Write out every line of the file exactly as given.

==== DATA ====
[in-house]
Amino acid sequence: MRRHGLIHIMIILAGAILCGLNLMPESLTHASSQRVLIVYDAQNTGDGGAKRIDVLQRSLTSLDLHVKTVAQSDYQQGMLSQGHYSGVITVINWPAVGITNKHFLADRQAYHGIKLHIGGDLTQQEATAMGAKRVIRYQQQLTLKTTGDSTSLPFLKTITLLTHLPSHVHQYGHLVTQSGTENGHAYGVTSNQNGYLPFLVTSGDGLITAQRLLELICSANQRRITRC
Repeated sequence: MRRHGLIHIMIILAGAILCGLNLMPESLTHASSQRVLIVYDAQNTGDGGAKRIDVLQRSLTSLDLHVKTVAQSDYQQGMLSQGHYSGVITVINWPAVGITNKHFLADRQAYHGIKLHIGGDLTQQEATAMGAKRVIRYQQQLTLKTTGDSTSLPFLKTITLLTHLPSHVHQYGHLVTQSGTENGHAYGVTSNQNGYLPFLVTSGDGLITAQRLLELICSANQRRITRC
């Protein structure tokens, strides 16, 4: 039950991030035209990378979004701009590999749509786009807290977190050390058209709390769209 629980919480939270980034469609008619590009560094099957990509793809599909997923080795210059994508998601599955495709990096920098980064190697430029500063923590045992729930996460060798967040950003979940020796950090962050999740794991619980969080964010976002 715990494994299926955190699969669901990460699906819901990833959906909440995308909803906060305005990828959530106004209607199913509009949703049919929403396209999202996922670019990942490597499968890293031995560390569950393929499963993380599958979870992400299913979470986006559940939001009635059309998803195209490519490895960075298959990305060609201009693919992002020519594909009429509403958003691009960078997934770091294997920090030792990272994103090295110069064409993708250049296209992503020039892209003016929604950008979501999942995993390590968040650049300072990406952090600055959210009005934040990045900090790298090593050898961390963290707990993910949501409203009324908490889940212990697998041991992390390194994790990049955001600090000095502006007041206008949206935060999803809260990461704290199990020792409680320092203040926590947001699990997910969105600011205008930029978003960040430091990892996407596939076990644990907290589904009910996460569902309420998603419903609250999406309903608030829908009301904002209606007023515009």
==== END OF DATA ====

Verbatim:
[in-house]
Amino acid sequence: MRRHGLIHIMIILAGAILCGLNLMPESLTHASSQRVLIVYDAQNTGDGGAKRIDVLQRSLTSLDLHVKTVAQSDYQQGMLSQGHYSGVITVINWPAVGITNKHFLADRQAYHGIKLHIGGDLTQQEATAMGAKRVIRYQQQLTLKTTGDSTSLPFLKTITLLTHLPSHVHQYGHLVTQSGTENGHAYGVTSNQNGYLPFLVTSGDGLITAQRLLELICSANQRRITRC
Repeated sequence: MRRHGLIHIMIILAGAILCGLNLMPESLTHASSQRVLIVYDAQNTGDGGAKRIDVLQRSLTSLDLHVKTVAQSDYQQGMLSQGHYSGVITVINWPAVGITNKHFLADRQAYHGIKLHIGGDLTQQEATAMGAKRVIRYQQQLTLKTTGDSTSLPFLKTITLLTHLPSHVHQYGHLVTQSGTENGHAYGVTSNQNGYLPFLVTSGDGLITAQRLLELICSANQRRITRC
């Protein structure tokens, strides 16, 4: 039950991030035209990378979004701009590999749509786009807290977190050390058209709390769209 629980919480939270980034469609008619590009560094099957990509793809599909997923080795210059994508998601599955495709990096920098980064190697430029500063923590045992729930996460060798967040950003979940020796950090962050999740794991619980969080964010976002 715990494994299926955190699969669901990460699906819901990833959906909440995308909803906060305005990828959530106004209607199913509009949703049919929403396209999202996922670019990942490597499968890293031995560390569950393929499963993380599958979870992400299913979470986006559940939001009635059309998803195209490519490895960075298959990305060609201009693919992002020519594909009429509403958003691009960078997934770091294997920090030792990272994103090295110069064409993708250049296209992503020039892209003016929604950008979501999942995993390590968040650049300072990406952090600055959210009005934040990045900090790298090593050898961390963290707990993910949501409203009324908490889940212990697998041991992390390194994790990049955001600090000095502006007041206008949206935060999803809260990461704290199990020792409680320092203040926590947001699990997910969105600011205008930029978003960040430091990892996407596939076990644990907290589904009910996460569902309420998603419903609250999406309903608030829908009301904002209606007023515009």